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  • Writer's pictureKevin Scarbinsky

Step back, football, roundball is living large in Alabama

Is Alabama a basketball school? They ask that question now and again, and it's never clear if the inquiry is entirely serious considering the university employed both Paul Bryant and Nick Saban, but Nate Oats plays it straight. He says it's not an either-or proposition. Alabama is a championship school, and basketball is just trying to do its part.

Good answer from the coach of the best college basketball team in the country at the moment, no matter what the polls or the metrics spit out.

Is Alabama a basketball school? You could make a case after the Crimson Tide added a quality 85-64 road win Saturday at Missouri, its 17th victory in 19 starts, its eighth straight win, its seventh in seven SEC games, each of them by a double-digit final margin.

With No. 2 Kansas losing twice in the past week, Alabama will move from No. 4 in both polls to No. 3 at least on Monday. Rising all the way to No. 1 seems a matter of when, not if. When it happens, it will be history that stretches all the way to the other SEC program in the state.

Alabama has been No. 1 before, back in December of 2002. So has Auburn, just last year. Which means, if the Tide can jump Houston, which it's already beaten, and Purdue, Alabama and Auburn will have achieved No. 1 rankings in consecutive seasons after winning the last two SEC regular-season championships.

So is Alabama a basketball school? Good question. Here's a bigger and better one more applicable to the moment. Is Alabama a basketball state?

Asked and answered at multiple courts Saturday.

All Auburn did was win its fifth straight game, its second straight wire-to-wire SEC road victory of the week, this one at South Carolina 81-66 to improve to 16-3 overall and 6-1 in the league. That may not have been the program's biggest accomplishment of the last seven days, the other achieved when Loyola Marymount became the first visitor to win at Gonzaga in 76 games.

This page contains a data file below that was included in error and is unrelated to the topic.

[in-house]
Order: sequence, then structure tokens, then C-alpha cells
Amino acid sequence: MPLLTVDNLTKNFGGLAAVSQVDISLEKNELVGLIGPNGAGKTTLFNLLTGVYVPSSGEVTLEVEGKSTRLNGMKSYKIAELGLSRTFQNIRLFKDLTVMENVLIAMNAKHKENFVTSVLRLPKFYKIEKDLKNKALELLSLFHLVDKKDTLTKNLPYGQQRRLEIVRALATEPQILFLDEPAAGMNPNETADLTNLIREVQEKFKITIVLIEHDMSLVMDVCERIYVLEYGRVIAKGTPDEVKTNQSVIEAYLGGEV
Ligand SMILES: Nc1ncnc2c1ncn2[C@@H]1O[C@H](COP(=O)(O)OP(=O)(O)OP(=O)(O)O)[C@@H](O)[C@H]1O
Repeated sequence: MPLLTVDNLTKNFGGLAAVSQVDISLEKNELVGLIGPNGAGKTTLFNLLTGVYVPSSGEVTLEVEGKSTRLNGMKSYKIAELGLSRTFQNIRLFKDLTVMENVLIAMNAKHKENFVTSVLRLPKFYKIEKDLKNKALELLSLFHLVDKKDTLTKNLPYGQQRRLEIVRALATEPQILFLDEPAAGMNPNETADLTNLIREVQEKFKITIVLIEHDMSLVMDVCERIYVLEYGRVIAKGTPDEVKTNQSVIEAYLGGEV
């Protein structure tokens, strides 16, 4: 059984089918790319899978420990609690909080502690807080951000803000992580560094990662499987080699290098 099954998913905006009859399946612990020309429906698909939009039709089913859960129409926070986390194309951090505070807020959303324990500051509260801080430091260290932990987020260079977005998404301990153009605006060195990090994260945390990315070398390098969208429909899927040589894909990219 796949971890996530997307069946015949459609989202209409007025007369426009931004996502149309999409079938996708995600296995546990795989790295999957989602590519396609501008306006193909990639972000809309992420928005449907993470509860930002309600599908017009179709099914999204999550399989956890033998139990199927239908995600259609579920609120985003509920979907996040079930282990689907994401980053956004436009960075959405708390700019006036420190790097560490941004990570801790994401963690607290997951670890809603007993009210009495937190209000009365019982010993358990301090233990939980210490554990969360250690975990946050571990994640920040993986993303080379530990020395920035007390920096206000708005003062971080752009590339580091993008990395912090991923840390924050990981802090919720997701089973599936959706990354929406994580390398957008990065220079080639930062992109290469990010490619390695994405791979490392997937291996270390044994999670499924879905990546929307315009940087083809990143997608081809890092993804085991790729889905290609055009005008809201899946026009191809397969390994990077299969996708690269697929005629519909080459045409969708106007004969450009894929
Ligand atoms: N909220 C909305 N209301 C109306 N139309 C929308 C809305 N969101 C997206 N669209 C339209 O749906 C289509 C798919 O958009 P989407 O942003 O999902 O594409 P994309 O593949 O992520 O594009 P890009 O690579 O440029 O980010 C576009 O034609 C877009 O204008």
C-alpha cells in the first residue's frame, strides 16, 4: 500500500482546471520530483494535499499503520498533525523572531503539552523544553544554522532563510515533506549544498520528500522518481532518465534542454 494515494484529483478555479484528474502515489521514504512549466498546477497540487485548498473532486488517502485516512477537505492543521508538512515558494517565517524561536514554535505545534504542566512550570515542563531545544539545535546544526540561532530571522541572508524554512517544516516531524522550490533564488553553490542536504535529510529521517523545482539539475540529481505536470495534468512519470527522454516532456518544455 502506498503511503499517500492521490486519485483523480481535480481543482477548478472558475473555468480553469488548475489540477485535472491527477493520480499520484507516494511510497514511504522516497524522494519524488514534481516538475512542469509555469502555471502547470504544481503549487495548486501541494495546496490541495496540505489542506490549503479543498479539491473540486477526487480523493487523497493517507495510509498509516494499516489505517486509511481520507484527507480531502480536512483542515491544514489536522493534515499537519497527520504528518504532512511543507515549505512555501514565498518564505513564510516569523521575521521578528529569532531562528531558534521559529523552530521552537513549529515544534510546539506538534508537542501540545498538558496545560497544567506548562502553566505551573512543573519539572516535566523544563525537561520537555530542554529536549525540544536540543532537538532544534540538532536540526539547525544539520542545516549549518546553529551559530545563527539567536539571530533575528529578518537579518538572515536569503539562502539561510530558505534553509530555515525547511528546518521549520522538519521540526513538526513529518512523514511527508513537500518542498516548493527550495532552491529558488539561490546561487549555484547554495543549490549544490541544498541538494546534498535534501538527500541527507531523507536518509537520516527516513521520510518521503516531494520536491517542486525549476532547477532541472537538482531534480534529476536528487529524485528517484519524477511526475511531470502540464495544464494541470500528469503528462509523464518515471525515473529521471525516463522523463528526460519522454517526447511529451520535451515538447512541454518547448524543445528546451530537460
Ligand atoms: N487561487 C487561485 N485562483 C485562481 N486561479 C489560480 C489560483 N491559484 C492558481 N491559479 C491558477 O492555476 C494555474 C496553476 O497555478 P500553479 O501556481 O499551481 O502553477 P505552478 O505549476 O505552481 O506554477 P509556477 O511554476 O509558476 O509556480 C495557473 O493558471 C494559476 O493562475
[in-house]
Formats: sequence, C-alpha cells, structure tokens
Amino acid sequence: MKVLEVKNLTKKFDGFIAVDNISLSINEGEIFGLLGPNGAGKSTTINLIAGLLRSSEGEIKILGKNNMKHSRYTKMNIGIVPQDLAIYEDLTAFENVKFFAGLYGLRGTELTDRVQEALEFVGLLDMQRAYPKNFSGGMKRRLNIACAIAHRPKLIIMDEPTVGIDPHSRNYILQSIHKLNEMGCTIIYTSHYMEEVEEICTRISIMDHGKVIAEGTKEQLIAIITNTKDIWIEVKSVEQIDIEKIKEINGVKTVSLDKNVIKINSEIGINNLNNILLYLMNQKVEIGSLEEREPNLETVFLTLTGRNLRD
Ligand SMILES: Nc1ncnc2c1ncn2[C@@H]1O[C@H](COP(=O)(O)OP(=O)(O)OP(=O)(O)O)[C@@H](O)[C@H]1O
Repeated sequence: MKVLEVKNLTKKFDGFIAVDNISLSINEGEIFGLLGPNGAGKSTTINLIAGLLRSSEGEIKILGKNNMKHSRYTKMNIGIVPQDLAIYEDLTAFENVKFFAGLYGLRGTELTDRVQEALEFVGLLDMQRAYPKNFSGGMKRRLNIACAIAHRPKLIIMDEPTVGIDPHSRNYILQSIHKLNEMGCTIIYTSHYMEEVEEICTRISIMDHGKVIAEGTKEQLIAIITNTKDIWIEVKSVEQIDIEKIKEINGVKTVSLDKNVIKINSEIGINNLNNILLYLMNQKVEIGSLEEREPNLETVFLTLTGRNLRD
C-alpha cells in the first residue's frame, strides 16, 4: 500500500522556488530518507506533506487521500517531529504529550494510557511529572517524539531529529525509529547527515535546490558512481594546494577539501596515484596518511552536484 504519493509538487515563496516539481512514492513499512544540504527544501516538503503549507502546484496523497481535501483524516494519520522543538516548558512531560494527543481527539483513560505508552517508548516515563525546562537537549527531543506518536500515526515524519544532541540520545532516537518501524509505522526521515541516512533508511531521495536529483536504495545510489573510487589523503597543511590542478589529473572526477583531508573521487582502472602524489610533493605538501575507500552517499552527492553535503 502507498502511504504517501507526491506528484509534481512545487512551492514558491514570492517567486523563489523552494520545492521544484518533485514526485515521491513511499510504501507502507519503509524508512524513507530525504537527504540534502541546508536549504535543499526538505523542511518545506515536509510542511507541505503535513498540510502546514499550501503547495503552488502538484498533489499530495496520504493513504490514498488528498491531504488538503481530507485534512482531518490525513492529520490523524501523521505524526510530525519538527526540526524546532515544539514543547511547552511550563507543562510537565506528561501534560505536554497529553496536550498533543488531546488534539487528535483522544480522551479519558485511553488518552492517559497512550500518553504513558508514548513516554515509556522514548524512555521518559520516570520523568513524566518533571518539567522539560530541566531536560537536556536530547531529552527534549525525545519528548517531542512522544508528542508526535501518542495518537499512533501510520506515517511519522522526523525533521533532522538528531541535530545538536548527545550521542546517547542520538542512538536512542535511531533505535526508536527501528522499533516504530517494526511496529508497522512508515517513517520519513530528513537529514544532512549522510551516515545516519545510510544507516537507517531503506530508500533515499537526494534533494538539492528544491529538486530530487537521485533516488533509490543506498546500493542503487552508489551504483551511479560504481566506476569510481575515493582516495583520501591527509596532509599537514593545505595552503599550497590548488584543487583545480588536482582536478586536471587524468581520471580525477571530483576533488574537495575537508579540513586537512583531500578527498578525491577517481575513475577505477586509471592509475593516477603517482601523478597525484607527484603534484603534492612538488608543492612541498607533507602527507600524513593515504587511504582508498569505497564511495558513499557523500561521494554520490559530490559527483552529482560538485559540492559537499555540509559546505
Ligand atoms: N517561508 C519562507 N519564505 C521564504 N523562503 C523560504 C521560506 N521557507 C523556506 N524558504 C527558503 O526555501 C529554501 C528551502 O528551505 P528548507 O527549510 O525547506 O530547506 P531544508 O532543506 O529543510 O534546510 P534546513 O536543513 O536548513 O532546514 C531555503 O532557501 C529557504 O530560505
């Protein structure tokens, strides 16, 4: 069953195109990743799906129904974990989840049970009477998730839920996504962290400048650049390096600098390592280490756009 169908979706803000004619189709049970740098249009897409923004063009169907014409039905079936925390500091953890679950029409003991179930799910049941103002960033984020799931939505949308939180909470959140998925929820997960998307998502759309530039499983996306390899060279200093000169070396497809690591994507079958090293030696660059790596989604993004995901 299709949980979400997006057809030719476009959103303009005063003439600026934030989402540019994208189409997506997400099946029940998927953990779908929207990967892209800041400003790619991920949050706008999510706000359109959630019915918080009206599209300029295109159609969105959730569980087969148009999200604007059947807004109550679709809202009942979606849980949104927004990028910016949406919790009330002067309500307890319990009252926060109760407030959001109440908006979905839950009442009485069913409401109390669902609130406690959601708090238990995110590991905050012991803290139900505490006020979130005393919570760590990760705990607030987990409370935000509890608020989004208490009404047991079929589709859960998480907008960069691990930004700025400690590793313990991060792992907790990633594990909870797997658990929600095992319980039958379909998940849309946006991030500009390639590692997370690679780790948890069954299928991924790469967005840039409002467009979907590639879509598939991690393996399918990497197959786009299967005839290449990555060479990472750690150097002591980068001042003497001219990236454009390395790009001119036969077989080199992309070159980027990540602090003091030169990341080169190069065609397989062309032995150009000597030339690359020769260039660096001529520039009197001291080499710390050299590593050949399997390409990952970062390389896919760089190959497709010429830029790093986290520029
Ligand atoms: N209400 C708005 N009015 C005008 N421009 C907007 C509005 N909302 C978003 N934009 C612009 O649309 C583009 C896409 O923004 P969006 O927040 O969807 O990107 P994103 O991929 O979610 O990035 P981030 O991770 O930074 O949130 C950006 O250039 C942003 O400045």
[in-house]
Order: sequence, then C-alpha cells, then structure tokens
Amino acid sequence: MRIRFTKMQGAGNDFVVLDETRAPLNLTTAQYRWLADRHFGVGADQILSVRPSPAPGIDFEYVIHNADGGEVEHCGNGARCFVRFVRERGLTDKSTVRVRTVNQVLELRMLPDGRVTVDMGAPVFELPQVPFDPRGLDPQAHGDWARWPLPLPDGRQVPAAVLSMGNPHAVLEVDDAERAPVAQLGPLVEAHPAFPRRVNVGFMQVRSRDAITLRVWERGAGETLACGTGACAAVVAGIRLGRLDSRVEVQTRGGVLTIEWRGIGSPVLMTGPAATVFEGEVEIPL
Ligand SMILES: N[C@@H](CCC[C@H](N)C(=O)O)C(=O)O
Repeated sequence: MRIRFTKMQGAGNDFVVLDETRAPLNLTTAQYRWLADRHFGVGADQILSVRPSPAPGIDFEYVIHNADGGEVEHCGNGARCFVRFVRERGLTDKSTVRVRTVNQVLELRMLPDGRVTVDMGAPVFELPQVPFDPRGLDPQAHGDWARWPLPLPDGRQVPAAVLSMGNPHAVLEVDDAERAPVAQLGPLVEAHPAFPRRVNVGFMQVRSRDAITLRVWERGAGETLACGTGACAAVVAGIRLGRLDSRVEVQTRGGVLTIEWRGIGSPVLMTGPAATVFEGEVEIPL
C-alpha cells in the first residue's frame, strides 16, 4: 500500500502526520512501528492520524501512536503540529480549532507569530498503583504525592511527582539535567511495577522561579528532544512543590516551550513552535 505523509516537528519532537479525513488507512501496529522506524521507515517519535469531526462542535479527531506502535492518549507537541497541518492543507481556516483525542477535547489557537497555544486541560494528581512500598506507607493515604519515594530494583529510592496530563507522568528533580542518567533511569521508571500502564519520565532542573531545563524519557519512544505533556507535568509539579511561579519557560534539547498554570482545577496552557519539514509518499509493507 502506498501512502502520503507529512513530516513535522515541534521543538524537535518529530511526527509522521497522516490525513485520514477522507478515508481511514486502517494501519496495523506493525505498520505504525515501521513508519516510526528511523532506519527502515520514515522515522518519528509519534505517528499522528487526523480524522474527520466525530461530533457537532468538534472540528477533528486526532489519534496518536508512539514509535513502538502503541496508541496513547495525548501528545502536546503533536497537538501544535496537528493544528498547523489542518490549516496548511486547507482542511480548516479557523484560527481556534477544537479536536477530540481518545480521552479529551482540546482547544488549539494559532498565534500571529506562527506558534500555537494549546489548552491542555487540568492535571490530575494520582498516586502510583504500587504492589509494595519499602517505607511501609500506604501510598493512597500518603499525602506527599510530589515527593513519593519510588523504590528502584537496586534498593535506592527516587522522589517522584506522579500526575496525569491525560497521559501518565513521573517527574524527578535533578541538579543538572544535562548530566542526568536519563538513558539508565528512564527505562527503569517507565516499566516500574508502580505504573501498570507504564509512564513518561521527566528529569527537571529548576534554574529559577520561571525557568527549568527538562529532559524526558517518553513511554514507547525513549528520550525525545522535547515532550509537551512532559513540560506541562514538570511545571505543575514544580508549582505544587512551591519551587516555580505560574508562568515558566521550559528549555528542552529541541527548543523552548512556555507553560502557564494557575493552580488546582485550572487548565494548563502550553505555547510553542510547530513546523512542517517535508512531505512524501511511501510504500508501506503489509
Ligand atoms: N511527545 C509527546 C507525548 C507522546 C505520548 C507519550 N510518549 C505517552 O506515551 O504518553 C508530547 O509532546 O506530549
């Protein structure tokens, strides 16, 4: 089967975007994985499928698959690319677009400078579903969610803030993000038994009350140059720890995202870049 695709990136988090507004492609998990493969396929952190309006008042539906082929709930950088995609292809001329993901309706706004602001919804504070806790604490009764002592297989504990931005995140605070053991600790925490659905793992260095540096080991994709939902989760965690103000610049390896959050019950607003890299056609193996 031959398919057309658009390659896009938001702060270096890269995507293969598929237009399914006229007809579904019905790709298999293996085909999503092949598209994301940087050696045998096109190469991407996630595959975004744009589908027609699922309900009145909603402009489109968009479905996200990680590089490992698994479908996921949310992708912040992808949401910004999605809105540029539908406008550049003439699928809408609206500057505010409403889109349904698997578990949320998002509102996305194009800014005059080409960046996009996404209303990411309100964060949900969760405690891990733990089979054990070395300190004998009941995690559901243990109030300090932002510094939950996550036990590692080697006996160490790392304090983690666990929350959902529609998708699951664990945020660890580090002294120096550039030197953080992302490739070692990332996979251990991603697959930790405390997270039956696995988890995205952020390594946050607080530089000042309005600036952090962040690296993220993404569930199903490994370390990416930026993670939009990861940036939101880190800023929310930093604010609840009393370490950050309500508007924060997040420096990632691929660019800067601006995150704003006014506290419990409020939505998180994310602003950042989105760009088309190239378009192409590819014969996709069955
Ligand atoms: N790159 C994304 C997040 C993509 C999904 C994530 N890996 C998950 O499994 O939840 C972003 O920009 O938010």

Fun fact (and when I say fun, I mean throwback bucket hats in The Jungle, and when I say fact, I mean truth is stranger than fiction): The longest home winning streak in college basketball now belongs to Auburn.

Not Kentucky or Kansas, who play in storied Rupp Arena and Phog Allen Fieldhouse. Not North Carolina or Duke, who've made history in the Dean Dome and Cameron Indoor. Auburn, which plays in a deep-fried, laser-eyed hothouse that's younger than Jabari Smith.

The last 28 times the Tigers have tipped off in Neville Arena, before and after its name change, they have stepped up and walked away with a victory. Of all the firsts and bests the program has posted under Bruce Pearl, there is no milestone more astonishing.

This is Auburn, the program that once had to move an exhibition game to Columbus, Ga., on short notice because someone booked an REM concert in Beard-Eaves-Memorial Coliseum after neglecting to check with head coach Sonny Smith. Auburn, the program that once put up curtains to reduce the seating capacity in the coliseum to make the place feel less like a mausoleum.

This is Auburn, but it's not Auburn, not the way it used to be. Auburn football has never been to the four-team College Football Playoff. Auburn basketball had never been to the Final Four, but it broke that glass ceiling for the entire state in 2019. How sweet would it be, if you love big-time, home-grown college basketball anywhere in this state, if Alabama made it to Houston on the first weekend in April and cut down nets?

Opinion: It could happen. Prediction: It will. Save this receipt.

Read Kevin's entire tribute to his favorite sport. Only in The Lede.

Another rowdy student-led crowd watches Samford win another game in the Pete Hanna Center.



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